ConsumerXpress LLC, which does business as CAC Services, faces a proposed class and collective action that claims the inspection company has misclassified field service agents as independent contractors and denied the workers proper wages.
According to the lawsuit out of California, CAC Services field service agents should have been classified as bona fide employees and entitled to worker protections under state and federal laws, including the right to receive minimum and overtime wages, reimbursement for business expenses and off-duty meal and rest breaks. As a result of their misclassification, the workers were denied these protections in contravention of the Fair Labor Standards Act (FLSA) and California Labor Code, the suit charges.
Per the complaint, CAC Services provides contact letter delivery and vehicle and commercial site inspections for the financial services industry. Field service agents, the case says, are responsible for “‘field chase’ inspection, document signing/courier and other duties” at residential and commercial locations throughout Tulare and Kern Counties in California. Although the workers were classified as independent contractors, CAC Services, the lawsuit alleges, treated them more like bona fide employees in that the agents were not free from the company’s control, performed work in the usual course of the company’s business, and were not customarily engaged in “an independently established trade, occupation, or business of the same nature as that involved in the work performed.”
The lawsuit claims field service agents, as part of their inspection duties, were required to provide their own smart phones or digital cameras to take photos of vehicles prior to repossession or salvage, as well as their own computers and printers to upload and print standardized inspection forms and delinquency notices. Per the case, the defendant failed to defray the costs of using the phones and cameras and printing and assembling the notices.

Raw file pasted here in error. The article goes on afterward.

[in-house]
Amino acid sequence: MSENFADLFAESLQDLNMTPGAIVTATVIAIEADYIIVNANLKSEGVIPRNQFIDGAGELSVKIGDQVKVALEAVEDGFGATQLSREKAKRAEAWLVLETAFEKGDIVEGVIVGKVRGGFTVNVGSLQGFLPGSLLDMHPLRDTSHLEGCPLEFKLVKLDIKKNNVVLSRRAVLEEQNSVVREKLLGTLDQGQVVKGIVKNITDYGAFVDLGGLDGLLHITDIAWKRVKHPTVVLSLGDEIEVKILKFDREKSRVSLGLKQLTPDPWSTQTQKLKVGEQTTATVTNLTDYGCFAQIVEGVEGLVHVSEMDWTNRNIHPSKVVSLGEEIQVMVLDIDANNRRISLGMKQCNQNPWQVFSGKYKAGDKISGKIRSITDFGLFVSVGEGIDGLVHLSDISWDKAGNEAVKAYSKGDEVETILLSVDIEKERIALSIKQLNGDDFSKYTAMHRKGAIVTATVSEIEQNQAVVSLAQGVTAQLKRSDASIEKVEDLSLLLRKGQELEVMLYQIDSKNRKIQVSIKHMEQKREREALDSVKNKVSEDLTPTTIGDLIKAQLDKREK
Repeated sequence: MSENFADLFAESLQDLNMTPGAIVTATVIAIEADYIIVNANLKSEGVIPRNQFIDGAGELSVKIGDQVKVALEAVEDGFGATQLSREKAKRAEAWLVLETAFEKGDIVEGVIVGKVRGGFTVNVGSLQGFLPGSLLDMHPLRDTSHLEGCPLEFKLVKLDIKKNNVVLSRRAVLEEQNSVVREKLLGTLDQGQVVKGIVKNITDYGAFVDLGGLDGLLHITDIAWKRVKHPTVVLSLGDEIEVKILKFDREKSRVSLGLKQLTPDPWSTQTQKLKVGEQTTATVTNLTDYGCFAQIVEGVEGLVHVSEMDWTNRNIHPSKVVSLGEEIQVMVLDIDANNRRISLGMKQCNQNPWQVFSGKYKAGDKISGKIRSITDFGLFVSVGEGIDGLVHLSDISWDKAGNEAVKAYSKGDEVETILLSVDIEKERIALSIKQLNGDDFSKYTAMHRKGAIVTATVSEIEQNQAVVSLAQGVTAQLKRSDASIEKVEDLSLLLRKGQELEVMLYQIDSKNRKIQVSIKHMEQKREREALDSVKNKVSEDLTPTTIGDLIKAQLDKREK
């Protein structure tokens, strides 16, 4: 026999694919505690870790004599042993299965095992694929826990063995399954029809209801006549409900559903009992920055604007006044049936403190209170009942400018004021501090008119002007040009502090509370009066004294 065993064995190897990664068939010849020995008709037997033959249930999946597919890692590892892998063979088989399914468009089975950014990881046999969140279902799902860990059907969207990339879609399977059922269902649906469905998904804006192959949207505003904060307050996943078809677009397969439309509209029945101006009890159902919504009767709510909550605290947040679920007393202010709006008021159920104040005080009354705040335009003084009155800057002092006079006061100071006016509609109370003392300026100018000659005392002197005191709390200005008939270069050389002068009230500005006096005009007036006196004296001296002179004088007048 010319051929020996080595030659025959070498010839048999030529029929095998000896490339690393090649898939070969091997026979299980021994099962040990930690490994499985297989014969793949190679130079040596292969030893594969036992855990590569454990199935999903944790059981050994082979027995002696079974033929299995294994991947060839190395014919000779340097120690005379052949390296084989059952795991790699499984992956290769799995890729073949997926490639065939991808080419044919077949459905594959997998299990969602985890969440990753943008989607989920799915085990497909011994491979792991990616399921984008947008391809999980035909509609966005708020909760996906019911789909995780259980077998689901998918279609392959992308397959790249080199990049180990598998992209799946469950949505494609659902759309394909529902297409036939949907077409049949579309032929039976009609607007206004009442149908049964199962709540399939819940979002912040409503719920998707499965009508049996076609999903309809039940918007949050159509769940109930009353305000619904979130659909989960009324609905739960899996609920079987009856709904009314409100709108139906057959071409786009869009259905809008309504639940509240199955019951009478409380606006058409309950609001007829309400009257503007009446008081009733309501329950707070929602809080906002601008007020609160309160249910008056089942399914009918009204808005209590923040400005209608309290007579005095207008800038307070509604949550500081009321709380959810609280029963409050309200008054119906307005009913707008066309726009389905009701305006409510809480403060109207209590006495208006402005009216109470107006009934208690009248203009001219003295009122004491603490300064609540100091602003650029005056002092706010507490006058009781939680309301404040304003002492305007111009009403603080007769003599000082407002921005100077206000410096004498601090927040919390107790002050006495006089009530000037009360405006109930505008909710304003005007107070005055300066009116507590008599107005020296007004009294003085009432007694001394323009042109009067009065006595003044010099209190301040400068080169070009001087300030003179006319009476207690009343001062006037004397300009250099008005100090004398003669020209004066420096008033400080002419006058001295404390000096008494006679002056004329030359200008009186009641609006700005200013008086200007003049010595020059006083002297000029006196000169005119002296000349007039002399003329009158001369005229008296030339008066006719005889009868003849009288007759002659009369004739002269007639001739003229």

Moreover, field service agents were not reimbursed for the costs of using their own vehicles to drive to job locations, including expenses related to mileage, wear and tear, maintenance and fuel and other related expenses incurred for the defendant’s benefit, the suit argues. The plaintiff, who worked for the defendant since 2015, claims he typically drove at least 100 miles per week in connection with his field service work.
Per the case, field service agents were subject to CAC Services’ control in that they had no say in their pay rates and were required to complete the defendant’s training program and adhere to the company’s standard operating procedures. In the field, the workers were subject to CAC Services’ review, corrections and instructions, according to the suit. The lawsuit contends that these job characteristics indicate that the workers were non-exempt employees and not independent contractors as defined under state and federal law.
“Plaintiff and the Class Members were never independent contractors, but were at all times employees of Defendant,” the complaint says. “Defendant hired/fired, issued pay, supervised, directed, disciplined, scheduled and performed all other duties generally associated with that of an employer with regard to Plaintiff and Class Members.”
The plaintiff goes on to claim that when his unreimbursed expenses were subtracted from his wages, he was paid less than the statutory minimum wage in California. Moreover, the plaintiff says he and other workers were not provided with statutory meal and rest breaks nor itemized wage statements that included all information required by state law.
Per the suit, the defendant’s decision to pay workers in contravention to California law was “willful and was not based on a good faith and reasonable belief that its conduct complied with the law.”
The lawsuit looks to represent current and former field agents who worked for CAC Services in California at any time within the past four years and through the date of final disposition in the case and were classified as independent contractors.
Get class action lawsuit news sent to your inbox – sign up for ClassAction.org’s newsletter here.